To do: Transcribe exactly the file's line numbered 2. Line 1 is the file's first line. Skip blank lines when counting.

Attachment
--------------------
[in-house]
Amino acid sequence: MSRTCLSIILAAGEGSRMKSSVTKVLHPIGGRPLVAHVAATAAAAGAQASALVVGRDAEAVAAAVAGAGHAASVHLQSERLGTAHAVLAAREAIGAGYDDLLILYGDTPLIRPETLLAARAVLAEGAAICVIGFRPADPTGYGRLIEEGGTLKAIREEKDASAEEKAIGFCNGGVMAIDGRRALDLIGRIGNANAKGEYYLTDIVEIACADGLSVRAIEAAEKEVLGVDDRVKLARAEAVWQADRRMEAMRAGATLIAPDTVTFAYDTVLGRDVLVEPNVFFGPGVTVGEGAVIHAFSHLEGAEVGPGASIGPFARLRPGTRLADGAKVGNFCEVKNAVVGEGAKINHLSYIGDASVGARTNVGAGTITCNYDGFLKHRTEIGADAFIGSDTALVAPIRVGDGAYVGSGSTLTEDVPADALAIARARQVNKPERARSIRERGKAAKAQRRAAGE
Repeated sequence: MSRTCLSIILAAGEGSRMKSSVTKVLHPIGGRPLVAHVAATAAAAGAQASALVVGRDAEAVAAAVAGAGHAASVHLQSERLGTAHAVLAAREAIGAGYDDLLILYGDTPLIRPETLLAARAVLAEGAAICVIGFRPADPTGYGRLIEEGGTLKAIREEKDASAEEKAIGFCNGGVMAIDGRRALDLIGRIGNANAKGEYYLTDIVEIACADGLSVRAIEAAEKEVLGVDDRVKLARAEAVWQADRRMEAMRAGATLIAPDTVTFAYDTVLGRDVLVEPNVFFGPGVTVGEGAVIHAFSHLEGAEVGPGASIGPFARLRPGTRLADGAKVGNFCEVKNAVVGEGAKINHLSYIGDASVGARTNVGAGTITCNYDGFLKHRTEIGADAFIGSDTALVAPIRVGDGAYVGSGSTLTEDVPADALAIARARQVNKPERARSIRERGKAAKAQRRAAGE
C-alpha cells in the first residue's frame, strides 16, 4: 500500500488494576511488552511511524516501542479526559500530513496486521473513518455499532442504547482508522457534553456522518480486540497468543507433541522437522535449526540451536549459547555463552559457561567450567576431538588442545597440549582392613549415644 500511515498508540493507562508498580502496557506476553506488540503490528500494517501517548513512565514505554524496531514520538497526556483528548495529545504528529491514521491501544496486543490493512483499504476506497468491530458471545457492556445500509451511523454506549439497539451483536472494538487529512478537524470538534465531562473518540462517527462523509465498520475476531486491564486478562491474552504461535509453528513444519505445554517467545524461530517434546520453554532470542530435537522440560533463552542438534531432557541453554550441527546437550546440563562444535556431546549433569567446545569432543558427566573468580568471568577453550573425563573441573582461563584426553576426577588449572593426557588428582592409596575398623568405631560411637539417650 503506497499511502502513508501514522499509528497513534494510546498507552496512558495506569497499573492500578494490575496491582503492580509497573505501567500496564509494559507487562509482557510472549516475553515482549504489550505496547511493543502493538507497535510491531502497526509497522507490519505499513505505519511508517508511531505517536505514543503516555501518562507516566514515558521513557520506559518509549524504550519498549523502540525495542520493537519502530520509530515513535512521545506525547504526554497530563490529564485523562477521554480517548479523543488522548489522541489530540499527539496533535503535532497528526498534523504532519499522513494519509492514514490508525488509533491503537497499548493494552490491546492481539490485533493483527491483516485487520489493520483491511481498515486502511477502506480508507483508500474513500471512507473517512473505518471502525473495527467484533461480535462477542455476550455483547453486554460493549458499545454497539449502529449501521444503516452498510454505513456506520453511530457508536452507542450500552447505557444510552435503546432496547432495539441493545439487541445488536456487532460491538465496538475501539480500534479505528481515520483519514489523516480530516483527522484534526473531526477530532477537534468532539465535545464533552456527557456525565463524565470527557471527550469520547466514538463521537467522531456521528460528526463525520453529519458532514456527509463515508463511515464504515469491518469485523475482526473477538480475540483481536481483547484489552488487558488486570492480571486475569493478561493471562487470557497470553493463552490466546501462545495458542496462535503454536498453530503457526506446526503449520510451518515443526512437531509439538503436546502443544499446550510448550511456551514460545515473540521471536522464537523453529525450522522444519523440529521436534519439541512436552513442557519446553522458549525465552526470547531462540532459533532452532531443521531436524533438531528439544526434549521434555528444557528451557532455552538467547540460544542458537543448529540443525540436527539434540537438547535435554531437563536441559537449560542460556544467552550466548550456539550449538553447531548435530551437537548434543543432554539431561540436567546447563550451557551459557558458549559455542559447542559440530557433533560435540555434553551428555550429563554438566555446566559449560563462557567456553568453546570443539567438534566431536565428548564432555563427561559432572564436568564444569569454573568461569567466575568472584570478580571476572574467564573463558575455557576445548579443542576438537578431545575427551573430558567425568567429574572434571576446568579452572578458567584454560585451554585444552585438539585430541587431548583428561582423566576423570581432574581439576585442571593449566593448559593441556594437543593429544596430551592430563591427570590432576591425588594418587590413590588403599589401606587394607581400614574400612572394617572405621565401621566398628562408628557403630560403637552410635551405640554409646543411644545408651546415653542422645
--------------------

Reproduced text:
Amino acid sequence: MSRTCLSIILAAGEGSRMKSSVTKVLHPIGGRPLVAHVAATAAAAGAQASALVVGRDAEAVAAAVAGAGHAASVHLQSERLGTAHAVLAAREAIGAGYDDLLILYGDTPLIRPETLLAARAVLAEGAAICVIGFRPADPTGYGRLIEEGGTLKAIREEKDASAEEKAIGFCNGGVMAIDGRRALDLIGRIGNANAKGEYYLTDIVEIACADGLSVRAIEAAEKEVLGVDDRVKLARAEAVWQADRRMEAMRAGATLIAPDTVTFAYDTVLGRDVLVEPNVFFGPGVTVGEGAVIHAFSHLEGAEVGPGASIGPFARLRPGTRLADGAKVGNFCEVKNAVVGEGAKINHLSYIGDASVGARTNVGAGTITCNYDGFLKHRTEIGADAFIGSDTALVAPIRVGDGAYVGSGSTLTEDVPADALAIARARQVNKPERARSIRERGKAAKAQRRAAGE